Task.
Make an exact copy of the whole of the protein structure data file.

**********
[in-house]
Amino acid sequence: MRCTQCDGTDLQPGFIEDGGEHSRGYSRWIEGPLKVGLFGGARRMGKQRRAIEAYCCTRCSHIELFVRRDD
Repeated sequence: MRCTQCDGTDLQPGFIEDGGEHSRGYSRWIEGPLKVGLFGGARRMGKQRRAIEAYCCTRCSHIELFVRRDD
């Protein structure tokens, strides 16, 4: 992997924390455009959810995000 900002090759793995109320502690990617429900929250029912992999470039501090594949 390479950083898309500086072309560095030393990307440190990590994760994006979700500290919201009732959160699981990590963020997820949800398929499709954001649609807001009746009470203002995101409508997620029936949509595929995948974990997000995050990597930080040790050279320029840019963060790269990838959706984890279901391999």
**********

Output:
[in-house]
Amino acid sequence: MRCTQCDGTDLQPGFIEDGGEHSRGYSRWIEGPLKVGLFGGARRMGKQRRAIEAYCCTRCSHIELFVRRDD
Repeated sequence: MRCTQCDGTDLQPGFIEDGGEHSRGYSRWIEGPLKVGLFGGARRMGKQRRAIEAYCCTRCSHIELFVRRDD
């Protein structure tokens, strides 16, 4: 992997924390455009959810995000 900002090759793995109320502690990617429900929250029912992999470039501090594949 390479950083898309500086072309560095030393990307440190990590994760994006979700500290919201009732959160699981990590963020997820949800398929499709954001649609807001009746009470203002995101409508997620029936949509595929995948974990997000995050990597930080040790050279320029840019963060790269990838959706984890279901391999």